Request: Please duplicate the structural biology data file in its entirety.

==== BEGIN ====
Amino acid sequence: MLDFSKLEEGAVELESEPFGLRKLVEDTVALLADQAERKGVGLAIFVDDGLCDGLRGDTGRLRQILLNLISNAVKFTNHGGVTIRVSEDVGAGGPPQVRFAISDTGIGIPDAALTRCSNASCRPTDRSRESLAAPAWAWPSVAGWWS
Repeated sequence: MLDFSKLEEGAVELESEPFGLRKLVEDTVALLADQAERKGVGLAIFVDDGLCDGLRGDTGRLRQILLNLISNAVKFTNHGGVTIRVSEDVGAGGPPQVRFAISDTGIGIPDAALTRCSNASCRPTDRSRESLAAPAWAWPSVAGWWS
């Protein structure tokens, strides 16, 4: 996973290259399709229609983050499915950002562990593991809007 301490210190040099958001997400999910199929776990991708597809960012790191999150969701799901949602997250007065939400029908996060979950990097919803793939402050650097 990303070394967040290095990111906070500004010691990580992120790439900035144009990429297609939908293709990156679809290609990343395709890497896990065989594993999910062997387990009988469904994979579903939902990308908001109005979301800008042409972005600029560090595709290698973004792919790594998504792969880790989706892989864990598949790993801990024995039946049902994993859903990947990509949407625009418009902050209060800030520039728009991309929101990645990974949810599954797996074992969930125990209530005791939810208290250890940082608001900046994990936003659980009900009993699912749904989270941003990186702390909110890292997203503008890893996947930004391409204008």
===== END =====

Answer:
Amino acid sequence: MLDFSKLEEGAVELESEPFGLRKLVEDTVALLADQAERKGVGLAIFVDDGLCDGLRGDTGRLRQILLNLISNAVKFTNHGGVTIRVSEDVGAGGPPQVRFAISDTGIGIPDAALTRCSNASCRPTDRSRESLAAPAWAWPSVAGWWS
Repeated sequence: MLDFSKLEEGAVELESEPFGLRKLVEDTVALLADQAERKGVGLAIFVDDGLCDGLRGDTGRLRQILLNLISNAVKFTNHGGVTIRVSEDVGAGGPPQVRFAISDTGIGIPDAALTRCSNASCRPTDRSRESLAAPAWAWPSVAGWWS
């Protein structure tokens, strides 16, 4: 996973290259399709229609983050499915950002562990593991809007 301490210190040099958001997400999910199929776990991708597809960012790191999150969701799901949602997250007065939400029908996060979950990097919803793939402050650097 990303070394967040290095990111906070500004010691990580992120790439900035144009990429297609939908293709990156679809290609990343395709890497896990065989594993999910062997387990009988469904994979579903939902990308908001109005979301800008042409972005600029560090595709290698973004792919790594998504792969880790989706892989864990598949790993801990024995039946049902994993859903990947990509949407625009418009902050209060800030520039728009991309929101990645990974949810599954797996074992969930125990209530005791939810208290250890940082608001900046994990936003659980009900009993699912749904989270941003990186702390909110890292997203503008890893996947930004391409204008």